Some other things to consider that will motivate student renters: Dishwashers, In-house laundry, a security system, a signing bonus, etc. etc.
3. Policing Roomate Arguments
THIS IS NOT YOUR PROBLEM! Don't feel bad, this is the second time in the last month I've been asked this question. I just plain don't worry about it. Maybe I've just been lucky so-far and people have gotten along ok. I suppose you could have problems if you have one random person in the house who is there to cause trouble, but so far I've rented to decent, cooperative people. I guess it is always good advice to screen your prospective tenants for compatibility with you and the other tenants, and I have had to turn people down from time to time.
The other thing to do is to rent to a group of friends. They are much less likely to have the sort of arguments that require mediation. I'm hoping that I can fill my 2 5-bedroom places with groups of 5 this-year. The best thing is the amount of time you save from showing the property less. These are the groups you need to bargain with as well. People are extremely suceptible to the thought that they are getting a good deal. Only 3 easy installments of $19.95… but you not only get one knife sharpener, we'll throw in a bonus sharpener that you can keep in the garage, or your tackle box…. etc.
4. Cleanliness and Damage
Now… this can potentially be
an issue. So far, I've been lucky enough to rent mostly to women (who
are naturally more tidy), so I have not had any major issues. General housekeeping is the responsibility of the tenant. I try to go
into the house every couple of months just to address any major issues,
but it is impossible to control the situation entirely.
best thing you can do is hire a cleaning company to clean the house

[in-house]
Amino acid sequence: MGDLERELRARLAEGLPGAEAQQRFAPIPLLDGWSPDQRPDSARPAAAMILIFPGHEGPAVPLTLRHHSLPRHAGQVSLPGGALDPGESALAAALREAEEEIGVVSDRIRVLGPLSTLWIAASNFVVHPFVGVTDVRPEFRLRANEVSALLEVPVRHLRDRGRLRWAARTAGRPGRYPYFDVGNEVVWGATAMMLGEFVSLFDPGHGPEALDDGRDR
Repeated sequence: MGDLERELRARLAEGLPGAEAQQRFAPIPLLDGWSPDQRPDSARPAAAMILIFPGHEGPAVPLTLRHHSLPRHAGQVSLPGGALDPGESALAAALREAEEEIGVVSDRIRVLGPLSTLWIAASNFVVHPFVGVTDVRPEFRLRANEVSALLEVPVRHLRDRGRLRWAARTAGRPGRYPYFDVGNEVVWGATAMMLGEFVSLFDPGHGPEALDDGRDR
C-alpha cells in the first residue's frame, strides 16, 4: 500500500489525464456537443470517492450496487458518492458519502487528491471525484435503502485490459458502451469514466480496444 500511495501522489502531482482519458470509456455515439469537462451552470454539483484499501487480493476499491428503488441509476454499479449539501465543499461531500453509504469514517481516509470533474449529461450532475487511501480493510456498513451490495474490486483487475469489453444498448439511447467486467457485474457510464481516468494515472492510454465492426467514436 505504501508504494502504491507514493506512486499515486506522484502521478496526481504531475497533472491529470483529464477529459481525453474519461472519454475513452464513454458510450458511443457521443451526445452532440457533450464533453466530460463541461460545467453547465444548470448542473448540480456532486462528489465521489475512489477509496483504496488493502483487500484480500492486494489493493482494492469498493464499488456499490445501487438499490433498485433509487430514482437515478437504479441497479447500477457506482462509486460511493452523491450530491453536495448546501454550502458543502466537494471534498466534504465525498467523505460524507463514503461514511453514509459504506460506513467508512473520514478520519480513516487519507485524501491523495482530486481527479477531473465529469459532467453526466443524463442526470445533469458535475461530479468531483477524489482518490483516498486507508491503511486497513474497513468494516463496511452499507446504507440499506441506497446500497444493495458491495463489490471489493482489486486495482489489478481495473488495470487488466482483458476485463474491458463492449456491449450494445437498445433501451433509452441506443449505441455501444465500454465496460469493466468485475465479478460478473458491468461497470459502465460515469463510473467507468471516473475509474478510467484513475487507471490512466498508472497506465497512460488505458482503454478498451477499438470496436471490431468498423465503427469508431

when tenants change. The carpets may need steam cleaning, and the house
will likely require a top-to-bottom scrub.
This is also something
you can market to your prospective tenants along with some of the items
mentioned above. Even if you were already planning to paint a few
rooms in the house, you can use it as a bargaining chip to let the
tenants know that you care about their well-being, are willing to keep
the place in good order, and are giving them a fair deal. It is a show
of good faith.
Lastly, make sure you are using a comprehensive lease. There are inexpensive leases available online, at Staples, or through your local Property Management Association (e.g. London Property Management Association). They often have clauses regarding cleanliness and damage. It would also be a good idea to investigate adding a clause internet use. Many leases prohibit using the home for illegal activities or for running a business, however it would be useful to extend these clauses to internet use also (always CYA).
Thanks for the great comment William, you've hit on some of the major difficulties involved with renting to students. I hope I've touched on some potential solutions that you can employ to make renting to students a little easier, and a lot more profitable!